.comment-link {margin-left:.6em;} Making Sense: e-Digest of Brand Thinking

Monday, February 13, 2006

Branding from the outside in. What's your perspective?

When you think about it, brands are a lot like our children. We dress them up, feed them well, fix their teeth, and when the time is right, send them out into the world, hoping they will be successful.

In this process, we are "positioning" them for success. But the truth is, their success depends more on how the "outside" world perceives them, than on how we want them to be perceived.

That's what "outside-in" branding is all about--recognizing and understanding that the customer experience (what lies outside of your brand) is what shapes it the most. This is true whether you're selling rail cars or fresh flowers.

In an all too typical marketing scenario, brand communications go one way--from the brand to the customer. It's the Field-of-Dreams strategy: if we say it, they will believe it.

For example, there's a new Walgreen's drug store a few blocks from my house. It's a lot more convenient than my old drugstore, so I began using it.

Walgreen's is aggressively positioning itself as a national brand retailer. They began national advertising in 2002, and are spending around $3.6M a year to convince Walgreen's that Walgreens is the perfect, convenient answer to an imperfect world. Their tagline: "That's Life. This is Walgreen's."

Unfortunately, the Walgreen's image I carry around in my head is not as favorable as Walgreen's would like it to be. From my customer experience, Walgreen's isn't convenient; it is inept. They prove that to me on practically every visit to their pharmacy. Prescriptions are partially filled because they run out of pills, which means I have to come back. Some prescriptions are overlooked altogether. And the staff of baby pharmacists they hire look at me weirdly because I don't fit into their model of how a perfect pharmacy customer should behave.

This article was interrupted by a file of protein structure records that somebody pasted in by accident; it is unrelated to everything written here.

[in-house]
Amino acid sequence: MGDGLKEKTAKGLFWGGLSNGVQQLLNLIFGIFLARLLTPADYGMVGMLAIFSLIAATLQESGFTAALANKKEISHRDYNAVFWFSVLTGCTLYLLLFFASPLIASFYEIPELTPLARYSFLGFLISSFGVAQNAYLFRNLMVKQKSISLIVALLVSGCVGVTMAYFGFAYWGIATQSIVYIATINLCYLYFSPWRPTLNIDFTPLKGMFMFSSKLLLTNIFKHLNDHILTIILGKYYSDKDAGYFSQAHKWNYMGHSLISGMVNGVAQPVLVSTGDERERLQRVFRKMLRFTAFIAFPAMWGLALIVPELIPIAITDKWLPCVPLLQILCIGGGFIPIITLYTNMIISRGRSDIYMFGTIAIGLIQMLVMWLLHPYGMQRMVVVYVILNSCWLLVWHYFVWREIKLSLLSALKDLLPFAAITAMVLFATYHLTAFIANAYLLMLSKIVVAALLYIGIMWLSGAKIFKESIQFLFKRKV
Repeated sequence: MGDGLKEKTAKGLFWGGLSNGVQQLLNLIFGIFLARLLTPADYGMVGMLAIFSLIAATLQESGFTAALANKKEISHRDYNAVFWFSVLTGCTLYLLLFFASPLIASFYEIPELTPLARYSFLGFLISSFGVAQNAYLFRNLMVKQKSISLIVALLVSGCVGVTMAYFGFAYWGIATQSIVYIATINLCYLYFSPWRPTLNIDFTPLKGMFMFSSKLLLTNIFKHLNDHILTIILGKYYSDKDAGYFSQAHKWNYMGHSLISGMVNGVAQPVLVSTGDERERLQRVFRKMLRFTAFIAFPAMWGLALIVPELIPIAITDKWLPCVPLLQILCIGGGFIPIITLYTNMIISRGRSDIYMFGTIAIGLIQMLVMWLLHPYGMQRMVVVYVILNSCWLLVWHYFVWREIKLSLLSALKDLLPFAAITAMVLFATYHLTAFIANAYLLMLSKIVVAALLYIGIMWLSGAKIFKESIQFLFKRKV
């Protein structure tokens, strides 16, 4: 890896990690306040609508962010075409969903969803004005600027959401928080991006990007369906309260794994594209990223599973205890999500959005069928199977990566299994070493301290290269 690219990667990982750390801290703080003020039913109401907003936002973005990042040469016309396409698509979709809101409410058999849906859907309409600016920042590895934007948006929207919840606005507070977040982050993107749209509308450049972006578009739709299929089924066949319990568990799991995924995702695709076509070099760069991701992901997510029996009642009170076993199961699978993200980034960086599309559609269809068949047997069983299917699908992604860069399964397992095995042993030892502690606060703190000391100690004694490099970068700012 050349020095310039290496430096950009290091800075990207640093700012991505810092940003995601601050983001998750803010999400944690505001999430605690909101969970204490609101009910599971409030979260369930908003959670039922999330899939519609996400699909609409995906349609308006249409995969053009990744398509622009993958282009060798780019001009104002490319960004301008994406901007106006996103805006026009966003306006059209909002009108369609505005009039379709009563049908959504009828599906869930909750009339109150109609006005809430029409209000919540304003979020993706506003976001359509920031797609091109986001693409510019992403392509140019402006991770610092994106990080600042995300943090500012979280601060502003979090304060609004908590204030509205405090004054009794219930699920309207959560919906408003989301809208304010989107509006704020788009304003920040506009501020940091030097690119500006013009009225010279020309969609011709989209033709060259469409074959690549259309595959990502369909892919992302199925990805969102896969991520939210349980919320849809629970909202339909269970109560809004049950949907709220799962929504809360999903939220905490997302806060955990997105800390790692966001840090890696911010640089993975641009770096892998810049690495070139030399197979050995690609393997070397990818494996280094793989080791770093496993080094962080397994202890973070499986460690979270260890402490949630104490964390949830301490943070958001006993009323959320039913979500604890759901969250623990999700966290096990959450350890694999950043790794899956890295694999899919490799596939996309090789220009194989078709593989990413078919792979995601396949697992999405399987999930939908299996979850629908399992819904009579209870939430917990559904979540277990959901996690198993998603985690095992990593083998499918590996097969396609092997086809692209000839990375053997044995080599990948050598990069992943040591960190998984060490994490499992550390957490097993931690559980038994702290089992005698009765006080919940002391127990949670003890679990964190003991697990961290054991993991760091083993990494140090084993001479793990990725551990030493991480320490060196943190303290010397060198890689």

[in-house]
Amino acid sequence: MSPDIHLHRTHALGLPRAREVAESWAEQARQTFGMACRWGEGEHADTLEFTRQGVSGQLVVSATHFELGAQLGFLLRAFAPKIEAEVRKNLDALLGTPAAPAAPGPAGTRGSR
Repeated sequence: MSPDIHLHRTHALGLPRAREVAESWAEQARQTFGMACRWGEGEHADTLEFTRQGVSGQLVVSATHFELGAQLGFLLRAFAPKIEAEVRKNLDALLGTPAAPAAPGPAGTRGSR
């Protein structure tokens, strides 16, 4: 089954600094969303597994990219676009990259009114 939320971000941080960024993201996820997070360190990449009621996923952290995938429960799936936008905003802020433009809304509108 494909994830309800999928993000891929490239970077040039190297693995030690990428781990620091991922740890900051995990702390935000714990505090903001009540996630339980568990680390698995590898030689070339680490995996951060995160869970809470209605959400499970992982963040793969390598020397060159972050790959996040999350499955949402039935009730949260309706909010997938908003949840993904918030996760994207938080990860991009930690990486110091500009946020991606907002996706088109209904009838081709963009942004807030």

Contrast that with the work Arby's is doing. They've introduced a new customer-focused branding campaign that is creating buzz in the quickserve restaurant industry.

Arby's is headquartered in Atlanta, so I sat down with their VP of brand communications, Debra Mager, to learn more about Arby's new branding strategy.

Arby's was at a crossroads in 2004. They needed to make the right decisions to strengthen their brand's future and generate more momentum. Up to that point, their de facto brand identity was a talking oven mitt, something to which Arby's patrons and Arby's franchisees found hard to relate.

To Arby's and their agency, Merkley + Partners, it came down to this: It wasn’t so much about selling food as it was about giving customers the choices they wanted. More importantly, Arby's recognized that the consumer and not Arby's is redefining what quality food is. Out of this thinking came a major rebranding campaign with a new cusetomer-centric theme line: "I'm thinking Arby's"

Okay, enough about Walgreen's and Arby's. Let's talk about how your clients can benefit from a little outside-in branding. First, we have to recognize that some clients won't get it. And still others may see no immediate value in it. These are the clients who are only comfortable when they are talking to themselves.

What can you do to help enlighten your client? One thing is to become a reflection of their target audience and back up your ideas with a little research. (Nothing elaborate or expensive here, just things you can do off-the-cuff.)

For instance:
▪ You can become a "mystery shopper", just by visiting a few of your client's locations.
▪ You can do a little web research on the company, industry and market.
▪ You can visit some relevant blogs.
▪ You can conduct a few brief phone interviews with your client's customers.

All of this activity often leads to a disconnect. If the client's brand promise stresses Fast Delivery, and your impromptu research shows that customers are fed up with Late Deliveries, you can do one of two things:

1. Change the brand promise to link up better with customers' experience--i.e., The slowest delivery in town

2. Change customers' experience to match the brand promise--i.e., The fastest delivery in town.

Which would you choose?

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